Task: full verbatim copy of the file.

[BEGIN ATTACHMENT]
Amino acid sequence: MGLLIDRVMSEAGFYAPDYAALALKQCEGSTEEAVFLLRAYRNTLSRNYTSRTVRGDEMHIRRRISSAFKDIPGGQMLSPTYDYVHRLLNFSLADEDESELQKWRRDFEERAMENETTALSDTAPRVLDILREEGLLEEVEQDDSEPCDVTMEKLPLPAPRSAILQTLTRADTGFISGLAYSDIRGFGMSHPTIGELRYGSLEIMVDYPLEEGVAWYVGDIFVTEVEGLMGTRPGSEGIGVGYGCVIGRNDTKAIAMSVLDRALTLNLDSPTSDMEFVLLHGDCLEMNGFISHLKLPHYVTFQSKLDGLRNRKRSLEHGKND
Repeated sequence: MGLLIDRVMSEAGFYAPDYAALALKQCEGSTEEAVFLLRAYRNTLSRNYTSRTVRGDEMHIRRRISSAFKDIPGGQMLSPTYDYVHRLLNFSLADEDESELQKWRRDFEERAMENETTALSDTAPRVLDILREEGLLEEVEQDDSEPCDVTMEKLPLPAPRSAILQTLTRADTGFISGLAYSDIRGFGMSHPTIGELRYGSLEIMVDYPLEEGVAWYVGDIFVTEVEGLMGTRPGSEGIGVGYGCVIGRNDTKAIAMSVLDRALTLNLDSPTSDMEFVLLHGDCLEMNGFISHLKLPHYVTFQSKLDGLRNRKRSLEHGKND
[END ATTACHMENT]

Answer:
Amino acid sequence: MGLLIDRVMSEAGFYAPDYAALALKQCEGSTEEAVFLLRAYRNTLSRNYTSRTVRGDEMHIRRRISSAFKDIPGGQMLSPTYDYVHRLLNFSLADEDESELQKWRRDFEERAMENETTALSDTAPRVLDILREEGLLEEVEQDDSEPCDVTMEKLPLPAPRSAILQTLTRADTGFISGLAYSDIRGFGMSHPTIGELRYGSLEIMVDYPLEEGVAWYVGDIFVTEVEGLMGTRPGSEGIGVGYGCVIGRNDTKAIAMSVLDRALTLNLDSPTSDMEFVLLHGDCLEMNGFISHLKLPHYVTFQSKLDGLRNRKRSLEHGKND
Repeated sequence: MGLLIDRVMSEAGFYAPDYAALALKQCEGSTEEAVFLLRAYRNTLSRNYTSRTVRGDEMHIRRRISSAFKDIPGGQMLSPTYDYVHRLLNFSLADEDESELQKWRRDFEERAMENETTALSDTAPRVLDILREEGLLEEVEQDDSEPCDVTMEKLPLPAPRSAILQTLTRADTGFISGLAYSDIRGFGMSHPTIGELRYGSLEIMVDYPLEEGVAWYVGDIFVTEVEGLMGTRPGSEGIGVGYGCVIGRNDTKAIAMSVLDRALTLNLDSPTSDMEFVLLHGDCLEMNGFISHLKLPHYVTFQSKLDGLRNRKRSLEHGKND